---- A. F Chalmers (What is This Thing Called Science)

Maybe I am influenced too much by the mathematician I admire and respect who said...

I do not believe in empirical science, I only believe in a priori truth.
                                                            - Kurt Godel

Later I will add more, like my thesis that scientists are not altruistic people who are also influenced by personal agenda using science to advance their goal.
Please remind me.

Monday, May 15, 2017

So I saw the film The Case For Christ

My big impression on this? Respect. I respect the spirit of in which this film was made. Some of the points that I would like to make are the following:

  • This film is as much the story of Leslie, the wife of Lee. Here we see the persecution experienced by a Christian wife living with a non-Christian husband.
  • The parallel story of Lee's work on the Hicks case along with his investigation of the validity of the Christian claim I thought made the film more than a re-enactment of an evangelical testimony.
  • There is much we can learn on the way the film depicted the interviews Lee made with professional NT scholars, historians, and scientists, some of whom are non-Christian themselves.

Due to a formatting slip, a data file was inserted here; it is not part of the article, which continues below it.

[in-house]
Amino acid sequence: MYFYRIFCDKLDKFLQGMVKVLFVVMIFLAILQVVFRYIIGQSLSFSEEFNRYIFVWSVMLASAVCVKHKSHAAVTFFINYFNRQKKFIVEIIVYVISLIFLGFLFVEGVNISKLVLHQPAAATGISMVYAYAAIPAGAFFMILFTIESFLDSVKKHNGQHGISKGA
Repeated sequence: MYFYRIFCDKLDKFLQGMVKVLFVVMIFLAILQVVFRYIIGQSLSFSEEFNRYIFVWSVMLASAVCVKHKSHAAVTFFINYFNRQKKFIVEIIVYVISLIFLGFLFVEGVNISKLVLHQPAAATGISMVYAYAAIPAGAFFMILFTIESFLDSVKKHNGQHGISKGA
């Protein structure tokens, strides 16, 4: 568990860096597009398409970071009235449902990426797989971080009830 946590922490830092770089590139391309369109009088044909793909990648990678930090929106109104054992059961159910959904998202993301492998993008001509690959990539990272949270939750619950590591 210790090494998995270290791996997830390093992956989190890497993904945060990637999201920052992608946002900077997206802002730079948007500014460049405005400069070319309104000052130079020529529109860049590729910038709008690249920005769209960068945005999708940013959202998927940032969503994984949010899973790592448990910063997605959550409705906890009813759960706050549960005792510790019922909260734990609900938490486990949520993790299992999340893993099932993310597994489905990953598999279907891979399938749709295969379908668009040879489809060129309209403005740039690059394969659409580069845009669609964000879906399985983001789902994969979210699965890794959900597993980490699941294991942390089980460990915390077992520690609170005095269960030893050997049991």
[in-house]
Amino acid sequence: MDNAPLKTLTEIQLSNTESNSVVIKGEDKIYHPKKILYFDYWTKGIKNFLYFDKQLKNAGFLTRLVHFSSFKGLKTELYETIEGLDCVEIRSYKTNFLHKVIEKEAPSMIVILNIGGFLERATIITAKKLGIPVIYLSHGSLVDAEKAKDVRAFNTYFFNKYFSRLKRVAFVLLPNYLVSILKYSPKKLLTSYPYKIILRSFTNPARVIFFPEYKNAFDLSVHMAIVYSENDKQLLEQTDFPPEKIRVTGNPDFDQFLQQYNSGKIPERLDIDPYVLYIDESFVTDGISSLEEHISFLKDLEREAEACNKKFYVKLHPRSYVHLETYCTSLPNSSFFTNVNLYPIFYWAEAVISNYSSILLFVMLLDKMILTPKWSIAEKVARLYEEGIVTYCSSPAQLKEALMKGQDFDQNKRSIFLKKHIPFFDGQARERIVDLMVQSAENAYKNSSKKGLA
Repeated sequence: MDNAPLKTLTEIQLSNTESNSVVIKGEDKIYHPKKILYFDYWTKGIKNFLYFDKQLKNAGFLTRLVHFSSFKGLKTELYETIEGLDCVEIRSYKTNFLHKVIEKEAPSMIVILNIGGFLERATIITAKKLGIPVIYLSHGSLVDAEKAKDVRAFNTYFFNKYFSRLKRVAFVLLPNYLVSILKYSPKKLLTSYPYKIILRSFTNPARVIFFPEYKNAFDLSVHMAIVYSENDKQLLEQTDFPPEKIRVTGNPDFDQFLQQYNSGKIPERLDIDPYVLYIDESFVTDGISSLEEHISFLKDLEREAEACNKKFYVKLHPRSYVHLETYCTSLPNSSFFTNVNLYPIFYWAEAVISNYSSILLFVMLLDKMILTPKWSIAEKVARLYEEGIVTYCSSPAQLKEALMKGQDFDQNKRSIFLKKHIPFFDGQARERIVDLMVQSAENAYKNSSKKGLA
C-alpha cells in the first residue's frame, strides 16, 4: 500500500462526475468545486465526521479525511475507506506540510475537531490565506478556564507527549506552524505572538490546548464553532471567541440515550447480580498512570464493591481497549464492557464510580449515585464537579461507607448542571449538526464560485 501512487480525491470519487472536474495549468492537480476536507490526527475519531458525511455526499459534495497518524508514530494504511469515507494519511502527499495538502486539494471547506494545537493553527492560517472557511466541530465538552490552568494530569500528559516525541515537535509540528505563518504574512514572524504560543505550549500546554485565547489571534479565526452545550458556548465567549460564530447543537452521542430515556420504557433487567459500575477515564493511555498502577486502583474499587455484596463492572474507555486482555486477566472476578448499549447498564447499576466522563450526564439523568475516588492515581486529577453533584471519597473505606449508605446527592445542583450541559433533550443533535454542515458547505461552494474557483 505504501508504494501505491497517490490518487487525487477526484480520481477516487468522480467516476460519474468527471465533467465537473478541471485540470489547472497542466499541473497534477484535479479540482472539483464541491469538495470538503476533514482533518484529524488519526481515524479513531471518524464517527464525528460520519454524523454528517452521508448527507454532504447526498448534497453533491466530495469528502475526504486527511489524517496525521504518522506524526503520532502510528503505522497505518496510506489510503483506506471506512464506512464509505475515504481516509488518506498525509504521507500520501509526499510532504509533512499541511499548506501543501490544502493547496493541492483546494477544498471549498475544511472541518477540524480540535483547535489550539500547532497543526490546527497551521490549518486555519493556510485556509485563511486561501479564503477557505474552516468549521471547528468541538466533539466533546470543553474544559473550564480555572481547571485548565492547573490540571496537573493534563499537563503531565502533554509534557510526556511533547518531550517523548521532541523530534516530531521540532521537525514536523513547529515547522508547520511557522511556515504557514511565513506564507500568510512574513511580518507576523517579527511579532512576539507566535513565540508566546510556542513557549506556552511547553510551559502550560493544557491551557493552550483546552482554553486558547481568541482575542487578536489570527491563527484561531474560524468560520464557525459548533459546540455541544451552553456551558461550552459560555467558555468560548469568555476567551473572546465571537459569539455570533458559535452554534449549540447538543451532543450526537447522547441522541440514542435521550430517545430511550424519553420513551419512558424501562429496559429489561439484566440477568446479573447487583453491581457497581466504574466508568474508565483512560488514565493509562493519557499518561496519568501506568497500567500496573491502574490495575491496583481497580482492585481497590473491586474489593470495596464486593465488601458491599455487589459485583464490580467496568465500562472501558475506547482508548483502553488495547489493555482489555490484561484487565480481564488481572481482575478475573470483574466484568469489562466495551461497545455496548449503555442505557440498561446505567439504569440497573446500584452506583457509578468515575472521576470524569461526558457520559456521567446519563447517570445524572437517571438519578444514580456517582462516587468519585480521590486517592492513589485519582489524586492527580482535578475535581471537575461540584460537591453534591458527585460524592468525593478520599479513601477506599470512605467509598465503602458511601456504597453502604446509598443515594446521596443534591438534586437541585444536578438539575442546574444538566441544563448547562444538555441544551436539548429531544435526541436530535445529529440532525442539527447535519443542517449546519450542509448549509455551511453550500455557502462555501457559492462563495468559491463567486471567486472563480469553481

• The role of providence in the life of a Christian.

Finally, there is a suggestion of a mild decisional theology in the film. Though I myself no longer practice this "accepting Jesus into your heart" by way of the "sinner's prayer". I seem to recall somewhere the wisdom of Martin Luther who said somewhere, to words to this effect -- the person asking God in prayer already believes, that is to say, the person already believes in Christ, before he even asks God to move on his behalf. We should ask God to save us after all. The focus, fair enough, should not be in our act of asking but the God who saves those who call upon his name.

We do not have to be triumphalistic and be offended at all in that.